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Christopher Columbus Statue To Stay In Tower Grove Park

The Christopher Columbus statue will remain in Tower Grove Park.
The Christopher Columbus statue will remain in Tower Grove Park.
The Christopher Columbus statue will remain in Tower Grove Park.
Credit Chad Davis | St. Louis Public Radio
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The Christopher Columbus statue will remain in Tower Grove Park.

The Christopher Columbus statue, which has generated controversy because of the explorer’s treatment of Native Americans, will not be removed from Tower Grove Park. 

The St. Louis park instead will add signs and markers near the statue explaining the historical context of Columbus, colonization, as well as the history of the park, according to a Facebook post Wednesday

“We will be putting context around it, so that it can be utilized as a conversation starter,” said Park Executive Director Bill Reininger. “But it goes beyond just a statue. We’re also working with Native Americans in order to find a way to recognize them and to celebrate the land as well.”

In 2018, the Tower Grove Park Board of Commissioners created an advisory task force, which included representatives of the Osage and Cherokee nations, other Native American tribes, the Hill Business Association, the Hill Neighborhood Association, Black Lives Matter, the Missouri Historical Society, the National Park Service and the St. Louis Art Museum.

The task force examined the park’s history in relation to the statue, as well as Columbus’ overall effect on Native Americans. It also gathered feedback through online surveys and park visitors and received roughly 600 responses.

Reininger said the views were mixed.

“When the statue commission met last year, it was more of an openness to hearing everybody’s opinions,” he said. “The overall public opinion of the statue varies. So there’s not been a consensus communitywide on actions or the significance of replacement of that statue.”

Chris Singer helped organize an effort last year for the removal of the statue, saying in part that Columbus’ treatment of Native Americans should not be celebrated.

“A statue to a person is an act of glorifying that person in some respect,” Singer told St. Louis Public Radio last year. “What Christopher Columbus represents, and what he did to the Taino people, is not something that needs to be glorified.”

Singer could not immediately be reached for comment about the statue staying.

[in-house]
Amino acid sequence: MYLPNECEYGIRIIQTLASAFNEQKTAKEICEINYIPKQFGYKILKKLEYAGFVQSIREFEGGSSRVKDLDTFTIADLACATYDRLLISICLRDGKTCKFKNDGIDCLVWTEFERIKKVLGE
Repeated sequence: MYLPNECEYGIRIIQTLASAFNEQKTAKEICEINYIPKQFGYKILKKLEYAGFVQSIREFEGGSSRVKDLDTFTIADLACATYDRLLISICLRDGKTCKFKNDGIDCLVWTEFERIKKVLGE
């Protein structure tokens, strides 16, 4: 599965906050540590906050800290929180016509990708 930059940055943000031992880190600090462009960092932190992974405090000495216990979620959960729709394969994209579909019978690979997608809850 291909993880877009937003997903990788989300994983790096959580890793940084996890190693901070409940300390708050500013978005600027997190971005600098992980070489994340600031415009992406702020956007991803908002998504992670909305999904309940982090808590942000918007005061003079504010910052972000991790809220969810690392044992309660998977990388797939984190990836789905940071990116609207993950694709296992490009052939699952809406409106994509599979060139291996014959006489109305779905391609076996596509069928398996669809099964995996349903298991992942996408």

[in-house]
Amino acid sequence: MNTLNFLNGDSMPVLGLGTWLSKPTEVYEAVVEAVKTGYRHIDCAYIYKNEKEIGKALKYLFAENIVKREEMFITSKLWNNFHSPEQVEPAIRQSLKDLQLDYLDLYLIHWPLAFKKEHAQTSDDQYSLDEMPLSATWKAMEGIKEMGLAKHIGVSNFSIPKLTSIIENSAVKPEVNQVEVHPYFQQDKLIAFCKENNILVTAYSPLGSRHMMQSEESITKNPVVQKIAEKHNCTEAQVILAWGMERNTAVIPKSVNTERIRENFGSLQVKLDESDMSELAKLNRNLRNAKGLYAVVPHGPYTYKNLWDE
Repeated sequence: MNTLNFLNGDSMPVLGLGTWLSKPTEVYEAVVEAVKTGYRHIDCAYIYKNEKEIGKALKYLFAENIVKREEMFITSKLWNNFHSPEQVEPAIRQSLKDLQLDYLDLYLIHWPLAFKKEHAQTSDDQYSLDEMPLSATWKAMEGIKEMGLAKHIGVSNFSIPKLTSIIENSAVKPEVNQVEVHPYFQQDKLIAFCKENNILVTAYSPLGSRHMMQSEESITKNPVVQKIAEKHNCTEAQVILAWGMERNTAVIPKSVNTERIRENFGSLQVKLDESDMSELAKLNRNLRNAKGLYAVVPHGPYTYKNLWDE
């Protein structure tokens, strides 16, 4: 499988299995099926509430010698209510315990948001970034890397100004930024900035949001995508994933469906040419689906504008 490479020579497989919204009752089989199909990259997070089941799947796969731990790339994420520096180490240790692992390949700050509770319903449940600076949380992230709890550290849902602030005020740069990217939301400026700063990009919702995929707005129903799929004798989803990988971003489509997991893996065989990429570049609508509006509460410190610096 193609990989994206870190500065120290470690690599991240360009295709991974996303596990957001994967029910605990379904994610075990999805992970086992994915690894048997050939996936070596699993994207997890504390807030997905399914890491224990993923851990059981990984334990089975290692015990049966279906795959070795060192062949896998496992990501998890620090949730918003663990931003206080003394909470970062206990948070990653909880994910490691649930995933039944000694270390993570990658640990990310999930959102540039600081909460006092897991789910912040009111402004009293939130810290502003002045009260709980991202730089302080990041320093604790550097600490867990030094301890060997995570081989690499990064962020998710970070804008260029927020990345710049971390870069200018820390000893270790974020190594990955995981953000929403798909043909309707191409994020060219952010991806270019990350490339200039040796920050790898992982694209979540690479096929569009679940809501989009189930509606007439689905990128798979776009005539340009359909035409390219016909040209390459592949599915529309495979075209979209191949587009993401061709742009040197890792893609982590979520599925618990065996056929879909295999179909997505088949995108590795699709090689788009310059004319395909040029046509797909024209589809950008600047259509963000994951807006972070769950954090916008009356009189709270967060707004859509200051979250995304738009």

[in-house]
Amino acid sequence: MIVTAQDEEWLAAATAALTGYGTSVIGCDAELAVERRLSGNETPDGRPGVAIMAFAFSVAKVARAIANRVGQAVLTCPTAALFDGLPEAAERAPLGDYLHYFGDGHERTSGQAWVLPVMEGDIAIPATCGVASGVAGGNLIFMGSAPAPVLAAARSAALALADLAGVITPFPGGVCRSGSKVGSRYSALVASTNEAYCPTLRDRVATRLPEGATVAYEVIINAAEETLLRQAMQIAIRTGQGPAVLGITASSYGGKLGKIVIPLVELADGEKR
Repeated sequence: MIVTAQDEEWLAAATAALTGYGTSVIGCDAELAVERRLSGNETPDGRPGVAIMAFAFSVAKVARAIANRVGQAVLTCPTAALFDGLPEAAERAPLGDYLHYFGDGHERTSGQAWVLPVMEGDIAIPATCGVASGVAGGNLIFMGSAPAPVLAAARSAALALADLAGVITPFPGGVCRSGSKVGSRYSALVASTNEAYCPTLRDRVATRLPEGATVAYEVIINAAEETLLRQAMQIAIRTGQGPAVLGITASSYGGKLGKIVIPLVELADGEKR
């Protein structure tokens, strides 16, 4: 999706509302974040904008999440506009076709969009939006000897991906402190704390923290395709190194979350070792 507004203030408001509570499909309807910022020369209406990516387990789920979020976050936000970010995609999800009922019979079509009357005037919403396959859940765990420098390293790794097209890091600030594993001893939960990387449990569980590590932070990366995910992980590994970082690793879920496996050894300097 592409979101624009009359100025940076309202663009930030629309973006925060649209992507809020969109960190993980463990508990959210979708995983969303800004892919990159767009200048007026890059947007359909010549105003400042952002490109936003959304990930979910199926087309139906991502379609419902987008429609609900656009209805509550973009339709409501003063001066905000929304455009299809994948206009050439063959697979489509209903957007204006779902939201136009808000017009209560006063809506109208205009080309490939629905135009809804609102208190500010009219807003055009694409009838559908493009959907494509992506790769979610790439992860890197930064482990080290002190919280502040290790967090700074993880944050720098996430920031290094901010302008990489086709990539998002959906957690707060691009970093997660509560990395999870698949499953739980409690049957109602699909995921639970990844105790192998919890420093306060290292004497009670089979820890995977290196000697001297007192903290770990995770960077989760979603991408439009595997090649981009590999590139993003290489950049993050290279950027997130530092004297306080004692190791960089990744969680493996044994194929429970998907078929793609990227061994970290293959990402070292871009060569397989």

While there is not a specific timeline for when the signs will be added, Reininger said the park is working with the Native American community and others on accurate wording as well as future plans to include their history in the park.

The statue was dedicated on Oct. 12, 1886, by its sculptor, Ferdinand von Miller.

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Copyright 2021 St. Louis Public Radio. To see more, visit St. Louis Public Radio.

Marissanne Lewis-Thompson joined the KRCU team in November 2015 as a feature reporter. She was born and raised in Kansas City, Missouri where she grew up watching a lot documentaries on PBS, which inspired her to tell stories. In May 2015, she graduated from the University of Missouri with a Bachelor of Journalism degree in Convergence Journalism. Marissanne comes to KRCU from KBIA, where she worked as a reporter, producer and supervising editor while covering stories on arts and culture, education and diversity.
Marissanne Lewis-Thompson
Marissanne Lewis-Thompson joined St. Louis Public Radio October 2017 as the afternoon newscaster and as a general assignment reporter. She previously spent time as a feature reporter at KRCU in Cape Girardeau, where she covered a wide variety of stories including historic floods, the Bootheel, education and homelessness. In May 2015, she graduated from the University of Missouri with a Bachelor of Journalism degree in Convergence Journalism. She's a proud Kansas City, Missouri native, where she grew up watching a ton of documentaries on PBS, which inspired her to tell stories. In her free time, she enjoys binge watching documentaries and anime. She may or may not have a problem.